Celebrating the Dead: Teacher Workshop Exploring el Día de los muertos
October 16, 2012
6:00 pm – 8:00 pm
Ogden Museum of Southern Art, New Orleans, LA

Communities throughout Latin America make altars to celebrate All Saint’s Day, November First, and All Souls Day, or Day of the Dead, November Second. Tulane University’s Stone Center for Latin American Studies, the Ogden Museum of Southern Art, and the Consulate of Mexico in New Orleans are sponsoring a teacher workshop to introduce teachers to the history of Día de los muertos. The workshop will discuss traditions throughout Latin America with a focus on New Orleans traditions. For more information and to register please click here.

Day of the Dead
October 29, 2012
10:00 am – 12:00 pm
Altar Building Demonstration
Ogden Museum of Southern Art, New Orleans, LA

Celebrate Day of the Dead at the gallery. Educator and Artist Cynthia Ramirez will build this year’s Day of the Dead Altar in honor of Uncle Lionel Batiste. Teachers are encouraged to bring their classes to observe the building of the altar. School groups are admitted free to the museum. The altar will be on display through mid November. To visit on October 29, please register here. To arrange a visit on another day, please contact the museum directly: 504.539.9608.




All Events

Upcoming Events

Loyola University to host talk by Ward Churchill on Indigenism in North America

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Loyola University is excited to welcome acclaimed activist-intellectual Ward Churchill, author of the new book Wielding Words like Weapons: Selected Essays in Indigenism, 1995–2005 and 30 Year Anniversary edition of Pacifism as Pathology: Reflections on the Role of Armed Struggle in North America.

Ward will give an explanation of indigenism, moving from there to the concepts of the Fourth World and the three-legged stool of classic, internal, and settler-state colonialism. He will discuss historical and ongoing genocide of North America’s native peoples and the systematic distortion of the political and legal history of U.S.-Indian relations.

A prolific American Indian scholar/activist, Ward Churchill is a founding member of the Rainbow Council of Elders, and longtime member of the leadership council of the American Indian Movement of Colorado. In addition to his numerous works on indigenous history, he has written extensively on U.S. foreign policy and the repression of political dissent, including the FBI’s COINTELPRO operations against the Black Panther Party and the American Indian Movement. Five of his more than 20 books have received human rights awards.

Please contact Nathan Henne ( for additional information.

Sponsored by
The Loyola Latin American Studies Program
The Office of Diversity and Inclusion at Loyola
The Department of Language and Cultures
The Department of English

Bate Papo! Practice your Portuguese and enjoy some Brazilian treats: bolo de aipim

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Bate Papo! Drop by the LBC mezzanine floor for a slice of manioc sponge cake. We will be spread out across the green couches so come by to take a load off and chat for a bit. This event is sponsored by TULASO and the Stone Center for Latin American Studies. Admission is free. All levels welcome. For more information, please contact Megwen at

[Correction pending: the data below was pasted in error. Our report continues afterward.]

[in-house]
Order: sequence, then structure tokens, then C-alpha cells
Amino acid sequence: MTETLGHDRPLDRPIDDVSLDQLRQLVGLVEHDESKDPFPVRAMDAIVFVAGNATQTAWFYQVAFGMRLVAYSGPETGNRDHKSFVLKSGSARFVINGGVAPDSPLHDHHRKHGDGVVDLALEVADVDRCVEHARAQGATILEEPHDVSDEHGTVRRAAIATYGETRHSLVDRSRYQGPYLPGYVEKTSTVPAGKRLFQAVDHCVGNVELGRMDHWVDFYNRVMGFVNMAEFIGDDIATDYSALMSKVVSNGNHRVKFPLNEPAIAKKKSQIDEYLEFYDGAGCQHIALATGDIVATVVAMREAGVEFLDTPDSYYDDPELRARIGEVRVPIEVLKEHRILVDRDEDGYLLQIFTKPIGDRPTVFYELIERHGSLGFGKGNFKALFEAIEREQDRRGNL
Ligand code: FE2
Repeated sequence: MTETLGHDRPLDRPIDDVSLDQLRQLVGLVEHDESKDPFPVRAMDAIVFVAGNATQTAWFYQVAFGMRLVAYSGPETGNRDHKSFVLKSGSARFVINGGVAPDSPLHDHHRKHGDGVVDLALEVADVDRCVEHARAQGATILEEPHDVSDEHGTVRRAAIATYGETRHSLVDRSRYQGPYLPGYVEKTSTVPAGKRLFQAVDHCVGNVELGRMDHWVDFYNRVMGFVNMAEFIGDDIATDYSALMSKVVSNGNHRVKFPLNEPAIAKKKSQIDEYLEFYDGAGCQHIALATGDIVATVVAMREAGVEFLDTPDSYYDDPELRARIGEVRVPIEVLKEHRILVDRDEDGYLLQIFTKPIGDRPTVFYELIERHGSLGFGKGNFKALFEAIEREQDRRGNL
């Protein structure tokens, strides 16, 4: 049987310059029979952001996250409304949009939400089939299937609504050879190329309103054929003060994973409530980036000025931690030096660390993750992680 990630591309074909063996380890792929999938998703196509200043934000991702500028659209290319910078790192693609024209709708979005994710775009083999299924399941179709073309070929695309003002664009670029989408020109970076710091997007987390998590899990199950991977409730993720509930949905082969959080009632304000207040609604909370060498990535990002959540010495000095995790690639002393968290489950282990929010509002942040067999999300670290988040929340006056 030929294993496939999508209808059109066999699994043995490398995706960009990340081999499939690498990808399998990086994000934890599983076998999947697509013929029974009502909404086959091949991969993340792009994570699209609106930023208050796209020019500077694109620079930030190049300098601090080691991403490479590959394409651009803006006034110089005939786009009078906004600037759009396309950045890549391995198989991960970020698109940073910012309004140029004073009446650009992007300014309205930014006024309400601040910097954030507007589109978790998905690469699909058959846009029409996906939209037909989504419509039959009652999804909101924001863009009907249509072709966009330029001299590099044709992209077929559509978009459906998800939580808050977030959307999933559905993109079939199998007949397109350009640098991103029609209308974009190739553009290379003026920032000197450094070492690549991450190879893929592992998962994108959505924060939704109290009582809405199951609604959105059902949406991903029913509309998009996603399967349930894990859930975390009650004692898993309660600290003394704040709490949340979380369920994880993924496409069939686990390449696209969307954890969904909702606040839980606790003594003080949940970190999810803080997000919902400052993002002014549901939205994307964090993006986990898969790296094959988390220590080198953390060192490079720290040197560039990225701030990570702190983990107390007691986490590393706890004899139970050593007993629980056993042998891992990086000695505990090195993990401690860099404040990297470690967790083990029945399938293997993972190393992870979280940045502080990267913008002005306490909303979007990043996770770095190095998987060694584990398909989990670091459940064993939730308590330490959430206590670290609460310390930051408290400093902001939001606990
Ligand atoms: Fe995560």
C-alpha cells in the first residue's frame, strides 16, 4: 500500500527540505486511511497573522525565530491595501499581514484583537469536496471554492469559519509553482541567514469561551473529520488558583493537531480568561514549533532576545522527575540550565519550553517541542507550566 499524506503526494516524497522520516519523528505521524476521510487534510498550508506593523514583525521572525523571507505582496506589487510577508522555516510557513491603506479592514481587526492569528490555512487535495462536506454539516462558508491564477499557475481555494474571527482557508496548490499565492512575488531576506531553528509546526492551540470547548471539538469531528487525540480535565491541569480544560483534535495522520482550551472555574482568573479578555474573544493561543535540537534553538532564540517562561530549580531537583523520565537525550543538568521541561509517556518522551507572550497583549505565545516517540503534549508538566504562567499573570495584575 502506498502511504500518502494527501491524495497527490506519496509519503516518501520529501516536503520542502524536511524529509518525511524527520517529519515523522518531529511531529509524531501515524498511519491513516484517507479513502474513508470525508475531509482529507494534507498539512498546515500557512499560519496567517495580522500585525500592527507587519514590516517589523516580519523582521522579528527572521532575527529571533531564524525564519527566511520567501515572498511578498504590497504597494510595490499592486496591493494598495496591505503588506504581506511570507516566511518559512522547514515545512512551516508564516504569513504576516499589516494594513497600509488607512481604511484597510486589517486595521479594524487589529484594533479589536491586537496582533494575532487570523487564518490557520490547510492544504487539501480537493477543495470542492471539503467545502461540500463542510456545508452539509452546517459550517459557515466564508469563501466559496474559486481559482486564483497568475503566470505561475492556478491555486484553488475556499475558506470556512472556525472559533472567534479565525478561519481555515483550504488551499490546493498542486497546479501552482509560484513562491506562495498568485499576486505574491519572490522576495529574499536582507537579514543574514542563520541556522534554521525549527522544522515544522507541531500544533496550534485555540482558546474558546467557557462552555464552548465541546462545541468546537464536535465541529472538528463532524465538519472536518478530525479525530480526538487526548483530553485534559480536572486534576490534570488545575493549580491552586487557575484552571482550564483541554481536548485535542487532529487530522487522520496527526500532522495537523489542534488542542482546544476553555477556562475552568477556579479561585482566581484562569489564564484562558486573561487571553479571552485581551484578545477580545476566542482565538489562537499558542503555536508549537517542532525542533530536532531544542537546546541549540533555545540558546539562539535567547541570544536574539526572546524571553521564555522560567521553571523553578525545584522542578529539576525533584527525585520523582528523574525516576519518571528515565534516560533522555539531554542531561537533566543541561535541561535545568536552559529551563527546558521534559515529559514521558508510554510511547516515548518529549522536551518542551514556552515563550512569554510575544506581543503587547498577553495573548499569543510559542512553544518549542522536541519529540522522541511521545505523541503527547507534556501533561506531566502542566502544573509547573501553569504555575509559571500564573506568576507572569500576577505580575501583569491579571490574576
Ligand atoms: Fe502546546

Bate Papo! Practice your Portuguese and enjoy some Brazilian treats: Romeo & Julieta

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Bate Papo! Join us once again in the LBC mezzanine area to sample the most romantic treat in all of Brazil: Romeo & Julieta. Never heard of it? Come give it a try! It is like nothing you’ve ever tasted before… This event is sponsored by TULASO and the Stone Center for Latin American Studies. Admission is free. All levels welcome. For more information, please contact Megwen at

Office of Multicultural Affairs: International Food and Music Festival

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The International Food and Music Festival is a tradition for Tulane University and the surrounding New Orleans community. It is not possible without the participation of the international community at Tulane. We need your help to represent your culture, country, or community. Share food, crafts, cultural history, language, performance, and have fun at this beautiful outdoor festival.

This event is FREE for all Tulane faculty, staff and students. You must present your Splash Card. Non-affiliated Tulane attendees can purchase tickets here.

Interested in being a sponsor? Click here for more information and registration.

If you have questions, email or

Bate Papo! Practice your Portuguese and enjoy some Brazilian treats: pave

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Bate Papo! End your Friday afternoon on the Jones Hall patio with a classic Brazilian layer dessert. This event is sponsored by TULASO and the Stone Center for Latin American Studies. Admission is free. All levels welcome. For more information, please contact Megwen at

Chantalle Verna to Present Research on U.S. and Haitian Relationships in Post-Occupation Haiti

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Join us at the Stone Center for Latin American Studies in welcoming Dr. Chantalle Verna for a talk on her book Haiti and the Uses of America: Post- U.S. Occupation Promises on April 26, 2018, at 6:00 PM.

In her book, Dr. Verna makes evident that there have been key moments of cooperation that contributed to nation-building in both countries. Dr. Verna emphasizes the importance of examining the post-occupation period: the decades that followed the U.S. military occupation of Haiti (1915-34) and considering how Haiti’s public officials and privileged citizens rationalized nurturing ties with the United States at the very moment when the two nations began negotiating the reinstatement of Haitian sovereignty in 1930. Their efforts, Dr. Verna shows, helped favorable ideas about the United States, once held by a small segment of Haitian society, circulate more widely. In this way, Haitians contributed to and capitalized upon the spread of internationalism in the Americas and the larger world.

Dr. Verna received her Ph.D. from Michigan State University and is currently a professor in the History Department in Florida International University’s School of International and Public Affairs. Dr. Verna focuses on the culture of foreign relations, specifically concerning Haiti and the United States during the mid-twentieth century.